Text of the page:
It also reduces customer confusion by eliminating the need to factor in data usage when selecting the right broadband package. Now, Antietam customers buy based exclusively on speed needs.

The pandemic caused a significant increase in data usage, but Antietam’s network was capable of handling usage demands, Lynch added.

“Since the pandemic began, we have seen as much increase in broadband usage as we generally would see over the course of a year,” said Lynch.

10% of Homes Now Exceed Comcast/AT&T/Cox’s 1 TB Usage Cap; Average Use Now 402.5 GB

Note that data usage is slightly higher for users with “flat rate billing (FRB)” plans vs. those stuck with “usage-based billing (UBB).” (Source: OpenVault)

A record 10 percent of U.S. households now exceed 1 TB of data usage per month, putting some customers at risk of overlimit fees for exceeding data allowances that are usually enforced by AT&T, Comcast, Cox, and other telecom companies. Those caps are temporarily suspended because of the COVID-19 pandemic.

OpenVault, which collects average data usage from several service providers, reports a dramatic increase in the number of homes it designates as “power users” that consume at least 1 TB of data each month. In the first quarter of 2019, 4.2% of customers regularly exceeded 1 TB of usage. During the same period this year, that number shot up 138% to 10% of customers. “Extreme power users” that consume 2+ TB of data increased a record 215% from just one year ago, now representing 1.2% of broadband households. Last year it was 0.38%.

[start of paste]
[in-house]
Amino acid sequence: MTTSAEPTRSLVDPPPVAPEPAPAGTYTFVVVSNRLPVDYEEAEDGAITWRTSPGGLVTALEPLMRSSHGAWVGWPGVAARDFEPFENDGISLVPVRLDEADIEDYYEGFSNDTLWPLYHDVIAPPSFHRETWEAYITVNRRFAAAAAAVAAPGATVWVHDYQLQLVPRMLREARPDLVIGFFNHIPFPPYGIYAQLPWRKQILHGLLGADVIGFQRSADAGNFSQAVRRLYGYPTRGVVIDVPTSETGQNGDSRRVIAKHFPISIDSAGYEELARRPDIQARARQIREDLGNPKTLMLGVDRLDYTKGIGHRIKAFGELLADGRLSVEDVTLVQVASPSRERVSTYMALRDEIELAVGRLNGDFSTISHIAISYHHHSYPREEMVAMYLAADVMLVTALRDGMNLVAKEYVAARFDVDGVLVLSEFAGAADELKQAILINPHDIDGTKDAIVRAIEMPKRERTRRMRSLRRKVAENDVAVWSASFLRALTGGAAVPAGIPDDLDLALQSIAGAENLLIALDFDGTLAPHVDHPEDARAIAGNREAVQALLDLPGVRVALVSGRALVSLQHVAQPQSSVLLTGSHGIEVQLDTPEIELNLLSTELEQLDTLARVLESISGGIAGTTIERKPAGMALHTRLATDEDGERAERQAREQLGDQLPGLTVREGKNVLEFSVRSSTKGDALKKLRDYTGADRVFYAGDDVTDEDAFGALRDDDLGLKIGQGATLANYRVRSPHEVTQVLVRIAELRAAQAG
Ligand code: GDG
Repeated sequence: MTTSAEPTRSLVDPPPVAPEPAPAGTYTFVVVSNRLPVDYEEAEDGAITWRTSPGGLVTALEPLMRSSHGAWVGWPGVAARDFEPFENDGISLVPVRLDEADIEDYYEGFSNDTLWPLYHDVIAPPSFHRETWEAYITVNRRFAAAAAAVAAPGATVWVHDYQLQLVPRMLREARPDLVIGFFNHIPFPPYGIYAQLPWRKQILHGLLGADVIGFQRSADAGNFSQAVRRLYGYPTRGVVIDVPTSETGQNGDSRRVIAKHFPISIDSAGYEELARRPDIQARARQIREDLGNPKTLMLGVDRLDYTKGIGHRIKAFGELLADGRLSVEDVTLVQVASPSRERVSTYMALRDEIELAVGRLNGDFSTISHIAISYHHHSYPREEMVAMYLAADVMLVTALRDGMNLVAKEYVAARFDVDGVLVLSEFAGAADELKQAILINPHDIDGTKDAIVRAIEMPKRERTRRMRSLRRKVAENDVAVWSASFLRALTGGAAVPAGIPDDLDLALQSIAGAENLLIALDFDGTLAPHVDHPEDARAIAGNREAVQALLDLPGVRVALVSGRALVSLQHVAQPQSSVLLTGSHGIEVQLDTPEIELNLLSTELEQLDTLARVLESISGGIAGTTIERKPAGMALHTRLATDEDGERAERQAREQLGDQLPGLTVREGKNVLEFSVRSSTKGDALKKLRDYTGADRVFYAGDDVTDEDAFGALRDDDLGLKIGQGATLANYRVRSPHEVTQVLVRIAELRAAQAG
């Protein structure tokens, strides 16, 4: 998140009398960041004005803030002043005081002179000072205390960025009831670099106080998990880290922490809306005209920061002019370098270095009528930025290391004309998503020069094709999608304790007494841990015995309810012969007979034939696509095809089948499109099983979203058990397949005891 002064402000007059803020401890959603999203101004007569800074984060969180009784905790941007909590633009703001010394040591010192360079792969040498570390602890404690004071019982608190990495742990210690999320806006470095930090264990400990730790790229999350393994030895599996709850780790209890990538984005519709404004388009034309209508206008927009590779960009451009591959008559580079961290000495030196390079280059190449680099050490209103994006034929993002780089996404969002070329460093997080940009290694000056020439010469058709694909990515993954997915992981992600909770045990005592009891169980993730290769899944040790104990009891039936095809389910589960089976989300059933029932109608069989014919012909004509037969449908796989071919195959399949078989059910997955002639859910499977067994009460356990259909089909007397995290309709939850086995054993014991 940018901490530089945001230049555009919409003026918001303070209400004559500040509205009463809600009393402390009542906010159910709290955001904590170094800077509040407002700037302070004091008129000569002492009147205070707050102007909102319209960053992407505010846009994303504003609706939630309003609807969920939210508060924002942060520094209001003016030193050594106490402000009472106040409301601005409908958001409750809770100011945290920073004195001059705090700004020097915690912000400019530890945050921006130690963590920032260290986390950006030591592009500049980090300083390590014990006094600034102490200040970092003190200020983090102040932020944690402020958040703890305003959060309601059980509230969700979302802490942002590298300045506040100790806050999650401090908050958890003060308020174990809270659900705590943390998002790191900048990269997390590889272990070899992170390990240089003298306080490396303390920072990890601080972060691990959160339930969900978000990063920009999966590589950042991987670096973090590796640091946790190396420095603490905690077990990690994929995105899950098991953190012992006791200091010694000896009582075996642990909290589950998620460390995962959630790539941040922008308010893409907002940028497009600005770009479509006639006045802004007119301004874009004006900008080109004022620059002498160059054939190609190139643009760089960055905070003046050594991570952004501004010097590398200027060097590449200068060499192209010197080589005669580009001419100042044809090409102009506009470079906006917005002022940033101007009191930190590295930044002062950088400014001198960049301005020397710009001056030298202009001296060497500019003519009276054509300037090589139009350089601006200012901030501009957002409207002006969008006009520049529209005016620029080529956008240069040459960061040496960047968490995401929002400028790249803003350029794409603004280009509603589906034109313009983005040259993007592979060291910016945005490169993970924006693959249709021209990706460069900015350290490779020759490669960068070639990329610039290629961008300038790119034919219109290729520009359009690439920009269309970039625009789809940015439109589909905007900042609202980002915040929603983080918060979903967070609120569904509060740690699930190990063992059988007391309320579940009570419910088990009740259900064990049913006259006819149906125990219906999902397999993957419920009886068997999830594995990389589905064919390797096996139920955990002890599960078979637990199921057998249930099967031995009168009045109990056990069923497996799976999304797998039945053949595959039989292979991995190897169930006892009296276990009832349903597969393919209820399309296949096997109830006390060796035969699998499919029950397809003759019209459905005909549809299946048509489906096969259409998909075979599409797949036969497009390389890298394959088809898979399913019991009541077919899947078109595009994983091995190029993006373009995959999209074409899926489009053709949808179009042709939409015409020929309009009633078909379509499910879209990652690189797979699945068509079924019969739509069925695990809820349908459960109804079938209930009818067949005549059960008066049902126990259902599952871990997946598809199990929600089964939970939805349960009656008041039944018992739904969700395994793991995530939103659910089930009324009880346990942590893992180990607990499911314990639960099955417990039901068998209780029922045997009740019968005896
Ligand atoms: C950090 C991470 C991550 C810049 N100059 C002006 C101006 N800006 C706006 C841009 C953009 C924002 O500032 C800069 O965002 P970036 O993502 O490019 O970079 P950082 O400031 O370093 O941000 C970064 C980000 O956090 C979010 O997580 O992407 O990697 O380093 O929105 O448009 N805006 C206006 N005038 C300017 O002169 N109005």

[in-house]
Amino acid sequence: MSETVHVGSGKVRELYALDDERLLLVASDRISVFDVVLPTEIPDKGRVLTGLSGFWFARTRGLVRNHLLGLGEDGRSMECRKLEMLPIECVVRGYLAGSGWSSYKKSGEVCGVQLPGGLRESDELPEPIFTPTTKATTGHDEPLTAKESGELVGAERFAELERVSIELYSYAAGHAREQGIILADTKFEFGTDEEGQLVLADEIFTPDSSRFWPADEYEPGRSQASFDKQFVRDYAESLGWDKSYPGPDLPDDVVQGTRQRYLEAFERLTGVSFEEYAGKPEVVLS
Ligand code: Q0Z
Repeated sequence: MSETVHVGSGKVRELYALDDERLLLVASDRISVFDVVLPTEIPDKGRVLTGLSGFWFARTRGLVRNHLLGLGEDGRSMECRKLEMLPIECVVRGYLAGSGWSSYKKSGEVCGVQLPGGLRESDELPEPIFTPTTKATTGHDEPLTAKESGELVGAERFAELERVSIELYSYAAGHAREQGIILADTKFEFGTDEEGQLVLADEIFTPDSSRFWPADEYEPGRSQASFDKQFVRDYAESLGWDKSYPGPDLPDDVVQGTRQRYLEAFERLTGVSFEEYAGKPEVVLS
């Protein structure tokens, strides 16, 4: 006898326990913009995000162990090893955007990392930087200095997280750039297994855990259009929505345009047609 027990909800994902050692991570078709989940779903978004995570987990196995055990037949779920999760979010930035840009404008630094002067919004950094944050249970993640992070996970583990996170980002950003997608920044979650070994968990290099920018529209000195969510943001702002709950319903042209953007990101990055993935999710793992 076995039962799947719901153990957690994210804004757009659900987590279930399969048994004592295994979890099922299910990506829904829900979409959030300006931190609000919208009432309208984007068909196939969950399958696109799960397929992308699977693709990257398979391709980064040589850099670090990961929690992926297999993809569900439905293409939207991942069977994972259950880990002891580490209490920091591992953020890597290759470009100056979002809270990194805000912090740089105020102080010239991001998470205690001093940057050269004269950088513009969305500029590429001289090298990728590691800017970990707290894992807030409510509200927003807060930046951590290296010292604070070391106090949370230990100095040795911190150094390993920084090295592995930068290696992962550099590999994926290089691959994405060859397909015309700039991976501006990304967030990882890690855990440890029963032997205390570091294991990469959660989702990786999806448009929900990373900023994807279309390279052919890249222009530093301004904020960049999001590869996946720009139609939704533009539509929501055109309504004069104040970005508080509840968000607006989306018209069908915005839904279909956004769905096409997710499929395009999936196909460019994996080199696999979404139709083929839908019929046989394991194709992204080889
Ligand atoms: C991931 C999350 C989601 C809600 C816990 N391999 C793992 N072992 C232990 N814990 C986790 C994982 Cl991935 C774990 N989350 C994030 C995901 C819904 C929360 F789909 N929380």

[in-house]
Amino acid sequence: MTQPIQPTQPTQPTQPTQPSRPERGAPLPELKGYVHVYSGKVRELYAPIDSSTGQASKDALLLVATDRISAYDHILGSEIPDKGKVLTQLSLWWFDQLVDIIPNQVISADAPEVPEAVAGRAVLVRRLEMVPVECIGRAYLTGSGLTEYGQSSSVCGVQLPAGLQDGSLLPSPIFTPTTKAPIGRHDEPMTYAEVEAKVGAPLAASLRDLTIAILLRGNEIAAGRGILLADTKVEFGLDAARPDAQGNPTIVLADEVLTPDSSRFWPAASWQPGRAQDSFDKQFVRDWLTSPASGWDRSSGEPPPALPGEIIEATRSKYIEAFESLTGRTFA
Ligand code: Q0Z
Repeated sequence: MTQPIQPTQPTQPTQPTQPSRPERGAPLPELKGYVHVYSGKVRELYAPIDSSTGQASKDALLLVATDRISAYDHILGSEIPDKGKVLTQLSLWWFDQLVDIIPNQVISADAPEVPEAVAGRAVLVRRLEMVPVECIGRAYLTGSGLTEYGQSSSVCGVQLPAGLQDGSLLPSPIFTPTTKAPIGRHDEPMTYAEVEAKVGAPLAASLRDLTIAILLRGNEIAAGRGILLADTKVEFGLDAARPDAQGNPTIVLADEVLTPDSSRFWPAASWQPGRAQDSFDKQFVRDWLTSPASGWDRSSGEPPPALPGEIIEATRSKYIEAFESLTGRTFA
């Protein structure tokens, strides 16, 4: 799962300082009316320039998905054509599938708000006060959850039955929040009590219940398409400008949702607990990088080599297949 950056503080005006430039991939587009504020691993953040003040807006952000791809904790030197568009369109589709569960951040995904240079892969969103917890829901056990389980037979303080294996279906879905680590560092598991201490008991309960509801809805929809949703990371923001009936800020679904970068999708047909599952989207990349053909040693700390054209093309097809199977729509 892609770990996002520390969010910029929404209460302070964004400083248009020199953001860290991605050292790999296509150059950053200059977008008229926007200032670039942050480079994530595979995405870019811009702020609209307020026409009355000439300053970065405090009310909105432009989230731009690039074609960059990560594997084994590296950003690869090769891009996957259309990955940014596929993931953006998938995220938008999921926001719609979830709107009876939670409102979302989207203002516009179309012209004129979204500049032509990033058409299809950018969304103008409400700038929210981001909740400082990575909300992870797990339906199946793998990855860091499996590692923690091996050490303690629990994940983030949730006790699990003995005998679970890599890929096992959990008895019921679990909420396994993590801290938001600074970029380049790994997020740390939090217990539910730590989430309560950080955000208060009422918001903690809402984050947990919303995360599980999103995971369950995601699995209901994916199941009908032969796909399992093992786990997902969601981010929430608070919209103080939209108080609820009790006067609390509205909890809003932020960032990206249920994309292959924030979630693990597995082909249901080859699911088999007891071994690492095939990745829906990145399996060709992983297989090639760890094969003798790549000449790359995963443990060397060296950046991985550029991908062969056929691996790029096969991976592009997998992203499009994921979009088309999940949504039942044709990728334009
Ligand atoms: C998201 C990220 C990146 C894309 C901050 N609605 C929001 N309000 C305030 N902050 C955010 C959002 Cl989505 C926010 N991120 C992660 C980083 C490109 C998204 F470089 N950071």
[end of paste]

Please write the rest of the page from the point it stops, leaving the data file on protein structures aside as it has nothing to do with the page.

Overall total broadband usage across all users increased 47% in the first quarter of 2020, reaching an average of 402.5 GB a month. But that number mostly comprises average usage before the COVID-19 pandemic forced many to work from home. OpenVault originally predicted in January 2020 that monthly usage would reach 425 GB by the end of 2020. But with most Americans sheltering at home, measurements now suggest average broadband usage already exceeds that, reaching a record high of 460 GB in April.